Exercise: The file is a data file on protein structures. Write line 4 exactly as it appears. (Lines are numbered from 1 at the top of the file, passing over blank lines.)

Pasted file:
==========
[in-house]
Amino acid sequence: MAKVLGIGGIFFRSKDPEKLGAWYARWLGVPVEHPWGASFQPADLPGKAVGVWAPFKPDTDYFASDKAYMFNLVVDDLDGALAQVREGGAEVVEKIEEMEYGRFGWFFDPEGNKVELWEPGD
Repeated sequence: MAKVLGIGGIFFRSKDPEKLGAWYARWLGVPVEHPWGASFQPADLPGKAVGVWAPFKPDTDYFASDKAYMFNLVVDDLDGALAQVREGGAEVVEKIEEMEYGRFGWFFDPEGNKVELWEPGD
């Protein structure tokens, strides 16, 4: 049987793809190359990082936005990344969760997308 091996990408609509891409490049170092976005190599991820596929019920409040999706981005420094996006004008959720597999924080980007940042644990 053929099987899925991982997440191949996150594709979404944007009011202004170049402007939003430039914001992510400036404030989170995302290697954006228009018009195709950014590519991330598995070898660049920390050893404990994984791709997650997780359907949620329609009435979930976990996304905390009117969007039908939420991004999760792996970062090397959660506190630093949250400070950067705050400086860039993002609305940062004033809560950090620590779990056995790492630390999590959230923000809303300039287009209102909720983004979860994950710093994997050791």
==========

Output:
């Protein structure tokens, strides 16, 4: 049987793809190359990082936005990344969760997308 091996990408609509891409490049170092976005190599991820596929019920409040999706981005420094996006004008959720597999924080980007940042644990 053929099987899925991982997440191949996150594709979404944007009011202004170049402007939003430039914001992510400036404030989170995302290697954006228009018009195709950014590519991330598995070898660049920390050893404990994984791709997650997780359907949620329609009435979930976990996304905390009117969007039908939420991004999760792996970062090397959660506190630093949250400070950067705050400086860039993002609305940062004033809560950090620590779990056995790492630390999590959230923000809303300039287009209102909720983004979860994950710093994997050791």